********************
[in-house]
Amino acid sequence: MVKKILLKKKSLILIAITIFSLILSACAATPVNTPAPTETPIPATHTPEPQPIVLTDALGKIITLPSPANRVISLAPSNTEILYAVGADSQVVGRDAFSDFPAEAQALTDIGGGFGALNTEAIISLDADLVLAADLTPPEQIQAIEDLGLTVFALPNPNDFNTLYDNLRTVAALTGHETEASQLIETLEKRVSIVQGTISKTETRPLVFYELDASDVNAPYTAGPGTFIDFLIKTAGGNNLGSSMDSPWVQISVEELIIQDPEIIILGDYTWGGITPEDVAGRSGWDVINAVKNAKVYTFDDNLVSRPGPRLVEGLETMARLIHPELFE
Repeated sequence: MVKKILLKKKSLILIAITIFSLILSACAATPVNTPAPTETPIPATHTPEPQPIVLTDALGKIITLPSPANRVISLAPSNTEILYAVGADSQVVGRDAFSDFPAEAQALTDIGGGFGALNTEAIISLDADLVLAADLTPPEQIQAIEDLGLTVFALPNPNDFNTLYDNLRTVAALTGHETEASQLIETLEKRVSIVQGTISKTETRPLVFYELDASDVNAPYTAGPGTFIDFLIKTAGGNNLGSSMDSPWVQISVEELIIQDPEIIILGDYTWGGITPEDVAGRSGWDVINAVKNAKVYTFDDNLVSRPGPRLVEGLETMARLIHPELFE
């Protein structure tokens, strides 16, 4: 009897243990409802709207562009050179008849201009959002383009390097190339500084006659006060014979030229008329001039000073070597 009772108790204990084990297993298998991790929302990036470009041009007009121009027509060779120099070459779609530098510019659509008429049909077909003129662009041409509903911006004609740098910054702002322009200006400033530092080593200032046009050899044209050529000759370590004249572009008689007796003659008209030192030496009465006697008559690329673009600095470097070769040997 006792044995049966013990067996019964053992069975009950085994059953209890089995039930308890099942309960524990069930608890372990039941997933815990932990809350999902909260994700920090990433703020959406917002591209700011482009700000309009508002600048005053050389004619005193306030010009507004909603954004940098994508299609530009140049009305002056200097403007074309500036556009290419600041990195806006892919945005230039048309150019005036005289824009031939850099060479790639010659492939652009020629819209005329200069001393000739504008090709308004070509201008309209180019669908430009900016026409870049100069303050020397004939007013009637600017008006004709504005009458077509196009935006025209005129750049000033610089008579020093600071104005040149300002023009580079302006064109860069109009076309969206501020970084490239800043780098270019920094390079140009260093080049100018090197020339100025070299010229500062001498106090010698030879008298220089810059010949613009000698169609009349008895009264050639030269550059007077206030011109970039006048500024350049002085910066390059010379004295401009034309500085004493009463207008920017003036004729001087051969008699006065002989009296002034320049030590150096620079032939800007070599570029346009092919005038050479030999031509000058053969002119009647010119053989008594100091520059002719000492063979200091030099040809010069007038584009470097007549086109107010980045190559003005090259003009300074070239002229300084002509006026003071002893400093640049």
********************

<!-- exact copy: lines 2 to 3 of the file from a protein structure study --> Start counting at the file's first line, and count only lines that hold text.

Amino acid sequence: MVKKILLKKKSLILIAITIFSLILSACAATPVNTPAPTETPIPATHTPEPQPIVLTDALGKIITLPSPANRVISLAPSNTEILYAVGADSQVVGRDAFSDFPAEAQALTDIGGGFGALNTEAIISLDADLVLAADLTPPEQIQAIEDLGLTVFALPNPNDFNTLYDNLRTVAALTGHETEASQLIETLEKRVSIVQGTISKTETRPLVFYELDASDVNAPYTAGPGTFIDFLIKTAGGNNLGSSMDSPWVQISVEELIIQDPEIIILGDYTWGGITPEDVAGRSGWDVINAVKNAKVYTFDDNLVSRPGPRLVEGLETMARLIHPELFE
Repeated sequence: MVKKILLKKKSLILIAITIFSLILSACAATPVNTPAPTETPIPATHTPEPQPIVLTDALGKIITLPSPANRVISLAPSNTEILYAVGADSQVVGRDAFSDFPAEAQALTDIGGGFGALNTEAIISLDADLVLAADLTPPEQIQAIEDLGLTVFALPNPNDFNTLYDNLRTVAALTGHETEASQLIETLEKRVSIVQGTISKTETRPLVFYELDASDVNAPYTAGPGTFIDFLIKTAGGNNLGSSMDSPWVQISVEELIIQDPEIIILGDYTWGGITPEDVAGRSGWDVINAVKNAKVYTFDDNLVSRPGPRLVEGLETMARLIHPELFE